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Updated: 3 hours 10 min ago

Weather history 'time machine' created

Wed, 15/10/2014 - 6:32pm
A software program that allows climate researchers to access historical climate data for the entire global surface (excluding the poles) has been developed. This software include the oceans, and is based statistical research into historical climates.
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New mechanism that can lead to blindness discovered

Wed, 15/10/2014 - 6:32pm
Scientists report an important scientific breakthrough: that a protein found in the retina plays an essential role in the function and survival of light-sensing cells that are required for vision. These findings could have a significant impact on our understanding of retinal degenerative diseases that cause blindness.
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Riddle of the rock pools: How tiny fish camouflage themselves

Wed, 15/10/2014 - 6:31pm
Researchers have revealed that the rock goby (Gobius paganellus), an unassuming little fish commonly found in rock pools around Britain, southern Europe, and North Africa, is a master of camouflage and can rapidly change color to conceal itself against its background.
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Light pollution contributing to fledgling 'fallout': Turning street lights off decreased number of grounded fledglings

Wed, 15/10/2014 - 6:31pm
Turning the street lights off decreased the number of grounded fledglings, according to a new study. Thousands of birds are attracted to lights-sometimes referred to as light-pollution-every year worldwide during their first flights from their nests to the open ocean, a phenomenon called 'fallout.'
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Risking your life without a second thought: Extreme altruism may be motivated by intuitive process

Wed, 15/10/2014 - 6:31pm
People who risk their lives to save strangers may do so without deliberation.
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These roos were 'made' for walking, study suggests of extinct enigmas

Wed, 15/10/2014 - 6:31pm
Based on a rigorous comparative analysis of kangaroo anatomy, researchers posit that the ancient family of sthenurine kangaroos that lived until 30,000 years ago likely preferred walking to hopping.
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Simple steps can lead to safe sleep for infants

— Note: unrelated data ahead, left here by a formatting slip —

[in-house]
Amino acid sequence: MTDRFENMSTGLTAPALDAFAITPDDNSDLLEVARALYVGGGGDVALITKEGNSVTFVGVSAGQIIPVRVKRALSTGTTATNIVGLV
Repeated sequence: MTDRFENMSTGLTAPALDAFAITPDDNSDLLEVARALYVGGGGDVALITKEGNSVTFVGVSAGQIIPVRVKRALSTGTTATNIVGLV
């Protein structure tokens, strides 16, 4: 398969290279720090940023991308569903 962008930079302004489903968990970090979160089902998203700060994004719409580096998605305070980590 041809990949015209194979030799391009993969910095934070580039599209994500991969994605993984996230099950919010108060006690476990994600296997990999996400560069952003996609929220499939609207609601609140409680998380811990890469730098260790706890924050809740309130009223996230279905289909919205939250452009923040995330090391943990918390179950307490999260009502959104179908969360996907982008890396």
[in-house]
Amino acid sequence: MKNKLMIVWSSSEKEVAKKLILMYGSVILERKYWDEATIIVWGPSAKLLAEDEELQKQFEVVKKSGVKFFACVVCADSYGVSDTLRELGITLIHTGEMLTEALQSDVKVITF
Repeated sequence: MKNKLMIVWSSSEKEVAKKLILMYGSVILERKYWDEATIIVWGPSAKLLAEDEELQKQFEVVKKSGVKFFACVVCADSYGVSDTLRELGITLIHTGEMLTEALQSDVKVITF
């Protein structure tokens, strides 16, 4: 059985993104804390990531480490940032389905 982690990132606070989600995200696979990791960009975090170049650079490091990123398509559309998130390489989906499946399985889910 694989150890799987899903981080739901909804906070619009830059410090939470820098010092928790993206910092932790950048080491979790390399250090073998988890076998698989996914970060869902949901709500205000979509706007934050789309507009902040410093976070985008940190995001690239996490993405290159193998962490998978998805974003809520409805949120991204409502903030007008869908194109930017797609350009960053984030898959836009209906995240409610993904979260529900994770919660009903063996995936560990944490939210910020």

Wed, 15/10/2014 - 6:30pm
The number of infants who die each year from Sudden Infant Death Syndrome (SIDS) has decreased in recent decades as awareness of safe sleeping habits has increased. Yet each year, babies still die from sudden, unexplained causes.
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Potential Kuiper belt targets for new horizons Pluto mission

Wed, 15/10/2014 - 6:28pm
NASA's Hubble Space Telescope has uncovered three Kuiper Belt objects that the agency's New Horizons spacecraft could potentially visit after it flies by Pluto in July 2015.
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Boosting heart's natural ability to recover after heart attack

Wed, 15/10/2014 - 6:28pm
Researchers have discovered that fibroblasts, which normally give rise to scar tissue after a heart attack, can be turned into endothelial cells, which generate blood vessels to supply oxygen and nutrients to the injured regions of the heart, greatly reducing the damage done following heart attack.
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Researchers develop world's thinnest electric generator

Wed, 15/10/2014 - 6:28pm
Researchers have made the first experimental observation of piezoelectricity and the piezotronic effect in an atomically thin material, molybdenum disulfide, resulting in a unique electric generator and mechanosensation devices that are optically transparent, extremely light, and very bendable and stretchable.
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Global natural gas boom alone won't slow climate change

Wed, 15/10/2014 - 6:28pm
A new analysis of global energy use, economics and the climate shows that expanding the current bounty of inexpensive natural gas alone would not slow the growth of global greenhouse gas emissions worldwide. Recent advances in gas production technology based on horizontal drilling and hydraulic fracturing -- also known as fracking -- have led to bountiful, low-cost natural gas. Because gas emits far less carbon dioxide than coal, some researchers have linked the natural gas boom to recent reductions in greenhouse gas emissions in the United States. But could these advanced technologies also have an impact on emissions beyond North America and decades into the future?